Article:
Drone fishing in the big smoke

Richard’s first time fishing in the Manukau entrance.

Richard Kitchingman started fishing from boats with his family, but has recently discovered that drone fishing is a good boat substitute for a  city-bound angler.

 Far from his days of boat fishing in Mercury Bay, Cook’s Beach and the Firth of Thames, Richard is now based in Auckland, and has discovered a drone can get his hooks in places that even a full surf casting rig cannot.

 “My family is based near Thames, and I’m based in Auckland,” he says, “so the drone allows a bit of land-based fishing when I can’t get out of the city.

 “It came up about a year ago, and I saw it as quite an effective way to fish off land and get a bit deeper.

 “Growing up, whenever I tried to fish off rocks here and there, I never really had any success at all.

 “So the drone was a good option.

It’s an alternative to a boat almost - you just get that bit further out.

There’s quite a few places where that extra hundred metres or so is very beneficial.

” Google help He’s also learned a few tricks along the way, such as looking at Google Maps instead of marine charts to check the shallows for hook snagging reefs.

 “Google maps is good for that,” says Richard.

“You can kind of see where the reefs are because you’re not fishing in deep water, so you can generally make them out and fish out over sand as much as possible.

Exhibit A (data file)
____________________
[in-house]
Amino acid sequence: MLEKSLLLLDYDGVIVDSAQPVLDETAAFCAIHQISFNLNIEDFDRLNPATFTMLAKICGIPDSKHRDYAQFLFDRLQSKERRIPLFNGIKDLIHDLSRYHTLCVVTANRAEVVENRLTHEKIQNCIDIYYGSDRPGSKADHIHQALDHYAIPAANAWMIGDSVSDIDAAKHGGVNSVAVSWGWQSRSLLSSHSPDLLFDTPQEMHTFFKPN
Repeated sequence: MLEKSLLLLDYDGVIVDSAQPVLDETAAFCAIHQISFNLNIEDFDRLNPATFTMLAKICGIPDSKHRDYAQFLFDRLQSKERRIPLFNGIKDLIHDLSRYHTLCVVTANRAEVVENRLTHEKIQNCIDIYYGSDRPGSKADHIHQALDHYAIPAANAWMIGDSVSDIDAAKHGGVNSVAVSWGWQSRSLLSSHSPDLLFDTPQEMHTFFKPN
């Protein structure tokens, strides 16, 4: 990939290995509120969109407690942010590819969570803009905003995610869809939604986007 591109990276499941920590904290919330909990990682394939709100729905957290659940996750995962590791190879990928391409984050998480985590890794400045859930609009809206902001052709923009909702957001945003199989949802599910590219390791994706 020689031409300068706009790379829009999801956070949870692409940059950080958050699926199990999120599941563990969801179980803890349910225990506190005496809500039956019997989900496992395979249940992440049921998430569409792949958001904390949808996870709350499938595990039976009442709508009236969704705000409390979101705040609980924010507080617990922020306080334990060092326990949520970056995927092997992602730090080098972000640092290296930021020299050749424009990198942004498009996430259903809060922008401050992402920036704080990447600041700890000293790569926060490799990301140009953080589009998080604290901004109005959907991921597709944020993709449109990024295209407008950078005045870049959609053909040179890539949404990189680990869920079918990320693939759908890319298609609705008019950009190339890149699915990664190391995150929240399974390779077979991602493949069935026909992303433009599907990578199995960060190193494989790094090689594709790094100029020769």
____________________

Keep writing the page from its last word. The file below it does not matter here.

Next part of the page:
“I don’t really want to lose any gear.

I’ve snagged up on kelp once or twice but I have only lost break away sinkers and probably a hook or two from the trace.

So far I’ve had no big main line breakages or anything.

” Past the breakers Richard uses the drone to take the line out and drop hooks past the breaker line, flying a string of between four and seven circle hooks on dropper loops 150-300m offshore.

He then flies the drone back in, giving time for the baits to sink.

With the drone landed he winds the slack out of the line, digging the break-out sinker into the sand.

Then it’s just a matter of waiting for the fish to find the baits and hook themselves against the tension from the sinker.

 He hasn’t looked at buying a serious surf casting set up, but says setting up a drone on a budget can be done for about $1000 at the cheaper end of the spectrum.

 But he currently uses a boat rod to help get the line a bit above breaking waves.

 “My main limit is getting it into my car, so it’s nice to have something that is short and transportable,” says Richard, who says he’s fishing for the table.

 “I’m not a big fan of catch and release.

I’d happily put a real breeder back, but generally I’m just out there to catch a few fish to eat and use a rig and baits which suit this.

I’ve very rarely gone home empty-handed, a nice change from my earliest land-based efforts”.


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